11.30.2022 Selling Advice

What Listings Data Reveals About How Sydney’s Spring Selling Season Is Tracking

What Listings Data Reveals About How Sydney’s Spring Selling Season Is Tracking

After a frenetic start to 2022 and a busier-than-usual winter, how is the spring selling season tracking in Sydney’s eastern suburbs?

We take a look at the listings data to get the lowdown.

This year got off to a cracking start for the Sydney property market, and winter saw more activity than usual too. So how is spring, typically the busiest time of the year for real estate, tracking? We dig into the Sydney and eastern suburbs listings numbers to find out.

What kind of start did the spring selling season have this year?

With spring normally the most action-packed time of year for Sydney’s residential property market, September usually brings a higher number of new houses for sale, known as listings. However, this year, things were a little different. The Sydney Morning Herald reports that the number of properties listed for sale in September actually fell 13% from August and was down 17.5% year-on-year. New listings were also down 10.3% on September 2018 figures, when the Sydney property market was experiencing a downturn. Here in the eastern suburbs, the drop in new listings was even sharper – September’s new listings were 17.3% lower than August’s, 30.6% lower than the same time last year and 14.4% lower than September 2018.

So, what caused this quieter-than-usual start to the spring selling season? This year we had already seen plenty of sales activity before spring even began. The market got off to a strong start at the beginning of the year and then experienced a busier-than-usual winter. The one-off National Day of Mourning public holiday on 22 September, coming just ahead of the spring school holidays, also had an effect on listings numbers, with some sellers choosing to hold their property back from the market until after the public holiday and the school holidays had passed.

Interestingly, the lower number of listings themselves also contributed, with some sellers choosing to wait until there was more choice for them to buy before listing their current property for sale. Other sellers were cautious about listing their property amid rising interest rates.

What happened in the Sydney property market in October?

After spring got off to a slow start with a somewhat sluggish September, PropTrack reports that new listings picked up in October. New listings in Sydney were up 7.1% on September’s figures. However, given that October is typically the busiest month for our city’s property market, that represents a modest increase in listings and is lower than in recent years. In fact, it’s down 31.2% on last October. Here in the east, Bondi Beach saw Sydney’s second-biggest decrease in new listings year-on-year, recording a 65% drop. This is in part because this October has been quieter than a typical October, but mostly because new listings in October 2021 were markedly higher than usual, thanks to the fact that COVID restrictions were easing. This time last year, the Sydney property market was going gangbusters to make up for time lost to lockdowns.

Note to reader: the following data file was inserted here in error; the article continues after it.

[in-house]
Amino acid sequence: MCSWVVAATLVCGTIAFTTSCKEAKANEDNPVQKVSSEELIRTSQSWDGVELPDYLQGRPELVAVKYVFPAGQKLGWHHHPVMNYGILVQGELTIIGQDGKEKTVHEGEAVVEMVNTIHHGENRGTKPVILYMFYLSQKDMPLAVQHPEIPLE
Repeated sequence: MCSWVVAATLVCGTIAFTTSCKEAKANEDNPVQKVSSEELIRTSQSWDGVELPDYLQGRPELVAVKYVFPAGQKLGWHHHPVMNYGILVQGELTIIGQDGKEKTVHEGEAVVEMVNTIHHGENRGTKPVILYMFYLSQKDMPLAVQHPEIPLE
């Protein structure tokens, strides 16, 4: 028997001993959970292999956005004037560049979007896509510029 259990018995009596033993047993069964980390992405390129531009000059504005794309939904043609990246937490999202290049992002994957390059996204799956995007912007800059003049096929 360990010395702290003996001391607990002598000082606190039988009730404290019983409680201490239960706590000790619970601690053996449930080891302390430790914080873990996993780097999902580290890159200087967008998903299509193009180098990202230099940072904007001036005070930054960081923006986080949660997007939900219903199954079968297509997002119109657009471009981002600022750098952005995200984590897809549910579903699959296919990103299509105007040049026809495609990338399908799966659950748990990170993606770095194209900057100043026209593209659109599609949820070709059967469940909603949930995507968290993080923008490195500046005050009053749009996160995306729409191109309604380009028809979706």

October saw the total stock of homes for sale in Sydney fall slightly to 1% lower than in September. But despite a quieter-than-usual spring for new listings, the total stock available for sale is still 8.9% higher than it was a year ago. It is also higher than the previous decade’s average, just as it has been for most of the past six months.

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Here in the eastern suburbs, SQM Research numbers reveal that in October, the number of listings less than 30 days old was 36.3% less than at the same time last year. The number of total listings, meanwhile, was 5.4% lower.

What can we expect from the Sydney property market now?

There’s no doubt that sales activity has been slower than expected for this time of year. However, it’s still too early to know whether this represents a gear shift for the market or whether the market is simply taking a breather after what was a very busy first half of the year.

While national home prices have softened by 3.5% since the March peak amid rising interest rates and inflation, the foundations of Sydney’s property market remain solid. The national unemployment rate remains very low, dropping again in October to reach 3.4%, and wages growth is forecast to gather steam in the next 12 months. Meanwhile, international migration is on the rise.

A property market with fewer listings is a positive environment for vendors. Sellers who put their property on the market in a time of lower listings face less competition for a buyer. And, in keeping with the laws of supply and demand, a lower number of homes listed for sale helps to keep prices steady.

Are you considering selling, buying or investing in Sydney’s eastern suburbs? Get in touch with my team today.